As both government regulations and voluntary emissions reductions programs are constantly in flux, it would be wise to stay ahead of the curve.
And according to the market-leader in climate risk, adaptation and energy management for business and government, Energetics, decarbonising Australia’s electricity sector alone won’t curb the country’s rising emissions.
Sectors such as transport, stationary energy (including domestic heating, manufacturing and construction) and agriculture need to keep up with emissions reductions, without relying purely on offsets.
Sally Cook, head of strategy, told The Green List that businesses need to have a solid plan in place to decarbonise their company operations, and only consider offsets as a last resort.
“We’re advising clients to expect volatility.”
Energetics is a climate and energy risk management consultancy that focuses on helping commercial clients move towards a net zero future. The consultancy helps companies improve their climate resilience, policy, strategy, adaptation, and energy transition.
Handling mostly large, global, AFX-listed organisations in the private sector, the consultancy has clients ranging from private equity firms, asset managers, big banks, and government.
“Large businesses have the challenge of having a larger emissions inventory to decarbonise.”
Sally says that with a recent change in government and commitment to stronger national emissions targets, companies in emissions intensive industries need to pay attention to the details.
In the past couple of years, Sally has seen demand for services significantly increase.
“We’re seeing a lot more companies interested in aspects of climate-related strategy in particular, responding to things like the Task Force on Climate-Related Financial Disclosures (TCFD) with greater sophistication. There is more interest in the way clients are thinking about these issues, and more sensitivity to the need to invest in this area than previous years. There’s been a turning point in the Australian business conscience on the way we consider and plan for climate impacts.”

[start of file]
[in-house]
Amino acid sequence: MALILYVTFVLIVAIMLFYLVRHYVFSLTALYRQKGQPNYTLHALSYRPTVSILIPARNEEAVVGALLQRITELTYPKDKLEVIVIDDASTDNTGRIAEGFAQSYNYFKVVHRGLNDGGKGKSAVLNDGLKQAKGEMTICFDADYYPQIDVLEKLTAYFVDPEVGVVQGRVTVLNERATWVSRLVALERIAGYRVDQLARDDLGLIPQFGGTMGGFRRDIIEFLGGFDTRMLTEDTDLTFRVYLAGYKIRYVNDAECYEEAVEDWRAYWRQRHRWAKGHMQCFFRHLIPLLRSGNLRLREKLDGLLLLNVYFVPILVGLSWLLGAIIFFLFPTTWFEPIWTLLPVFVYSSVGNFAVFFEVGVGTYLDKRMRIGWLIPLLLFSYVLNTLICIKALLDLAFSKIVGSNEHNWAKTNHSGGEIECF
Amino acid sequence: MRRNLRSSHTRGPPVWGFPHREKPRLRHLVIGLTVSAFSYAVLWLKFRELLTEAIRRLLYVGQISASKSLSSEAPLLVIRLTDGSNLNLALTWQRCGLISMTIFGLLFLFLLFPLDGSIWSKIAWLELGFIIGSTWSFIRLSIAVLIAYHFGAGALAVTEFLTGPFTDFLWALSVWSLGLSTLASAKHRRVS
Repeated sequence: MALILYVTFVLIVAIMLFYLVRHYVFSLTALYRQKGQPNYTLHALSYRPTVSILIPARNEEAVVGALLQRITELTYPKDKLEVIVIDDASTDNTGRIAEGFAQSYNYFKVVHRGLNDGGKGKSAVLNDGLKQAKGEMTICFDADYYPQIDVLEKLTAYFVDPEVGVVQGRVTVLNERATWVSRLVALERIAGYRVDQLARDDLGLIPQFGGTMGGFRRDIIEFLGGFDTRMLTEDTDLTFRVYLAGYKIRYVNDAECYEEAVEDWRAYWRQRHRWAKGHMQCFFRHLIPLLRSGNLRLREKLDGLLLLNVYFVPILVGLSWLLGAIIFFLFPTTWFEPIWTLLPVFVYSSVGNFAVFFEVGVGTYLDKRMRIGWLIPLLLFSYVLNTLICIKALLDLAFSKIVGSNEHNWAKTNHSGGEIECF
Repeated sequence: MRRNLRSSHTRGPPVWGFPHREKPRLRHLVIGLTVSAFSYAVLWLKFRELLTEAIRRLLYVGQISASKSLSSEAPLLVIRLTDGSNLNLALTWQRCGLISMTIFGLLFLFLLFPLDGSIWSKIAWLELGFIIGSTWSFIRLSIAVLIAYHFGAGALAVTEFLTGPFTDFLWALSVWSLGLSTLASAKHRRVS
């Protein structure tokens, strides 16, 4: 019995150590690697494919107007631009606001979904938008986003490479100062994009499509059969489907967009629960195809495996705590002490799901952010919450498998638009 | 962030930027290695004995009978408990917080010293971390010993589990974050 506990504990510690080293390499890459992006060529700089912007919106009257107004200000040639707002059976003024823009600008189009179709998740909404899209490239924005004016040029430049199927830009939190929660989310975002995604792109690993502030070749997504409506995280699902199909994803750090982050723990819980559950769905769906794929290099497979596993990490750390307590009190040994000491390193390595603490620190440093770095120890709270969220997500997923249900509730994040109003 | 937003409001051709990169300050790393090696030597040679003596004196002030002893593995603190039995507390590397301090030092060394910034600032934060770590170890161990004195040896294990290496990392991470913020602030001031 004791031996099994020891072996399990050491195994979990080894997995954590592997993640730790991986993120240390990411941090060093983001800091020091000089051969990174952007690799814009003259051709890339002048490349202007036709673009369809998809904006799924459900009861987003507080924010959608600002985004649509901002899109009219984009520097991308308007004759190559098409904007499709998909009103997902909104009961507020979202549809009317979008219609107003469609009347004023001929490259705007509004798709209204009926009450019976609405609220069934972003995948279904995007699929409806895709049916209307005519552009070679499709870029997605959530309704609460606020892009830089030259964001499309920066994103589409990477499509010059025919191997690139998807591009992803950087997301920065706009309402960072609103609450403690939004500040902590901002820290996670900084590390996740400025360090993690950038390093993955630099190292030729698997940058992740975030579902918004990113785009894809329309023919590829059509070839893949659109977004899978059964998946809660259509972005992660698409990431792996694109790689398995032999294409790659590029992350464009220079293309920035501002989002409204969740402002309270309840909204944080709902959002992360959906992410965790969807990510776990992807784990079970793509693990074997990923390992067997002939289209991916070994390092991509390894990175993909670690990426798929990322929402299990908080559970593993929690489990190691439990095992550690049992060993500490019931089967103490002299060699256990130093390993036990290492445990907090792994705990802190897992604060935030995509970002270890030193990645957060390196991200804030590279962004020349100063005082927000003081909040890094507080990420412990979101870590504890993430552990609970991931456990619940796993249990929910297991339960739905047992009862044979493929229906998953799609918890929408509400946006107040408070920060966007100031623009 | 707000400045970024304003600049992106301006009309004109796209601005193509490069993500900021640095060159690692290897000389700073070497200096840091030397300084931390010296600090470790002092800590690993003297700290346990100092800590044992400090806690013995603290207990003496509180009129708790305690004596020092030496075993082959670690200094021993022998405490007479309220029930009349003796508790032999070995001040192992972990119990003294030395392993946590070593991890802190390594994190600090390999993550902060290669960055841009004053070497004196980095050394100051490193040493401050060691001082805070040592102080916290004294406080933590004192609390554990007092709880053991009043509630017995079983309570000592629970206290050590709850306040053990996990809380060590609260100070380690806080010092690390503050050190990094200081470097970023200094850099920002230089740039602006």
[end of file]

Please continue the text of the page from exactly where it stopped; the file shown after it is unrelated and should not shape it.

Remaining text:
“There’s been a turning point in the Australian business conscience on the way we consider and plan for climate impacts.”
“Five to 10 years ago, the focus was heavily on compliance, efficiency, and energy. It was data driven, and client driven. But sophistication has increased now with companies’ strategic response and business strategy going forward. There is more maturity in the way people think about climate as being business critical.
“Our clients are not doing it as a box-ticking exercise. They are genuinely invested in decarbonising and ensuring resilience to climate impacts. I think the pressure that investor groups are putting on companies in general means those who consider it as a box ticking exercise, won’t be able to for much longer. There’s a greater focus on how these companies respond to these risks. The time frame for them is shrinking.
“Our clients are not doing it as a box-ticking exercise. They are genuinely invested in decarbonising and ensuring resilience to climate impacts.”
“In the near future, we don’t see any of these issues going away. Demand for sustainability services will continue to increase. Greater attention on emissions and climate resilience means greater investment needs to be made by businesses doing this work.”
Demand for sustainability services will continue to increase. Greater attention on emissions and climate resilience means greater investment needs to be made by businesses doing this work.”
Thankfully there are now more consultants available to help them.
“In the past decade or so, the pool has been small – but now the pool of these professionals is growing a lot.”
Energetics is helping companies keep up with the fast-moving world of emissions reductions and climate resilience.